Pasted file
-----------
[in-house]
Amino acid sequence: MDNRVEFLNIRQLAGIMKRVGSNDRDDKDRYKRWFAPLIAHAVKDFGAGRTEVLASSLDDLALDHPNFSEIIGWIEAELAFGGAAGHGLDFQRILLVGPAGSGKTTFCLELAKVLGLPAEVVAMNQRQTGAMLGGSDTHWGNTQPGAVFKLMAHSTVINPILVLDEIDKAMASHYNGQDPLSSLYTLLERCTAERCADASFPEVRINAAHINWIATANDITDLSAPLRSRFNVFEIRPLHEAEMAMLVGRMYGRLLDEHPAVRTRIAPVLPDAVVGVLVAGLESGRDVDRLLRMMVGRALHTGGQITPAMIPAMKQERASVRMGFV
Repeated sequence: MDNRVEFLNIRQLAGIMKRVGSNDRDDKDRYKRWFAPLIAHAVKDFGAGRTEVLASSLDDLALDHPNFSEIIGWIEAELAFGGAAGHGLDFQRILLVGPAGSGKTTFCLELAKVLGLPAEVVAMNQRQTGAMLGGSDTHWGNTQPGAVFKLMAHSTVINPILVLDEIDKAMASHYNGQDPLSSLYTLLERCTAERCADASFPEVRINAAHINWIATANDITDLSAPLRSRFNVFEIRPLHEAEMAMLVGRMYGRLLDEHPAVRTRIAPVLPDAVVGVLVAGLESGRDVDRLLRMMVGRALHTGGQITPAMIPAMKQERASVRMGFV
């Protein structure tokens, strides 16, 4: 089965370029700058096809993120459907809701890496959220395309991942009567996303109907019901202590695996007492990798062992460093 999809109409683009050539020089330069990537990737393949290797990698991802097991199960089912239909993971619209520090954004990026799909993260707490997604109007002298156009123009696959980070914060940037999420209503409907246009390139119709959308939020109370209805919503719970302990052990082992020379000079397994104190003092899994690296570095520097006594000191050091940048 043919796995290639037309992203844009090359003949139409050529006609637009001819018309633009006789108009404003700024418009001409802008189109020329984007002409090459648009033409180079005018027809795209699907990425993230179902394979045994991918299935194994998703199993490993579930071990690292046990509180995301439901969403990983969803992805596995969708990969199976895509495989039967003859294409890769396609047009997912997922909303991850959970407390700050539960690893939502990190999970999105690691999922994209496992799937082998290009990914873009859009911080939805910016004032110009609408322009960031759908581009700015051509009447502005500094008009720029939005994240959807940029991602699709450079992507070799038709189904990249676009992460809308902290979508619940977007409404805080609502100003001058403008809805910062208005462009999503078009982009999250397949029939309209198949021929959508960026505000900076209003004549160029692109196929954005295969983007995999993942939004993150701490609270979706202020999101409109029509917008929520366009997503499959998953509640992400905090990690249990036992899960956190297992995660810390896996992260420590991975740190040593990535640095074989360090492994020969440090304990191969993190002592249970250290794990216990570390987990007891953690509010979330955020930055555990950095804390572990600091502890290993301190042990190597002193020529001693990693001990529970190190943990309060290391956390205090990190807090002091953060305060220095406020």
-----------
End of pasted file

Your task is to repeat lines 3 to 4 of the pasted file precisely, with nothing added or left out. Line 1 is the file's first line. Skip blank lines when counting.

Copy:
Repeated sequence: MDNRVEFLNIRQLAGIMKRVGSNDRDDKDRYKRWFAPLIAHAVKDFGAGRTEVLASSLDDLALDHPNFSEIIGWIEAELAFGGAAGHGLDFQRILLVGPAGSGKTTFCLELAKVLGLPAEVVAMNQRQTGAMLGGSDTHWGNTQPGAVFKLMAHSTVINPILVLDEIDKAMASHYNGQDPLSSLYTLLERCTAERCADASFPEVRINAAHINWIATANDITDLSAPLRSRFNVFEIRPLHEAEMAMLVGRMYGRLLDEHPAVRTRIAPVLPDAVVGVLVAGLESGRDVDRLLRMMVGRALHTGGQITPAMIPAMKQERASVRMGFV
């Protein structure tokens, strides 16, 4: 089965370029700058096809993120459907809701890496959220395309991942009567996303109907019901202590695996007492990798062992460093 999809109409683009050539020089330069990537990737393949290797990698991802097991199960089912239909993971619209520090954004990026799909993260707490997604109007002298156009123009696959980070914060940037999420209503409907246009390139119709959308939020109370209805919503719970302990052990082992020379000079397994104190003092899994690296570095520097006594000191050091940048 043919796995290639037309992203844009090359003949139409050529006609637009001819018309633009006789108009404003700024418009001409802008189109020329984007002409090459648009033409180079005018027809795209699907990425993230179902394979045994991918299935194994998703199993490993579930071990690292046990509180995301439901969403990983969803992805596995969708990969199976895509495989039967003859294409890769396609047009997912997922909303991850959970407390700050539960690893939502990190999970999105690691999922994209496992799937082998290009990914873009859009911080939805910016004032110009609408322009960031759908581009700015051509009447502005500094008009720029939005994240959807940029991602699709450079992507070799038709189904990249676009992460809308902290979508619940977007409404805080609502100003001058403008809805910062208005462009999503078009982009999250397949029939309209198949021929959508960026505000900076209003004549160029692109196929954005295969983007995999993942939004993150701490609270979706202020999101409109029509917008929520366009997503499959998953509640992400905090990690249990036992899960956190297992995660810390896996992260420590991975740190040593990535640095074989360090492994020969440090304990191969993190002592249970250290794990216990570390987990007891953690509010979330955020930055555990950095804390572990600091502890290993301190042990190597002193020529001693990693001990529970190190943990309060290391956390205090990190807090002091953060305060220095406020």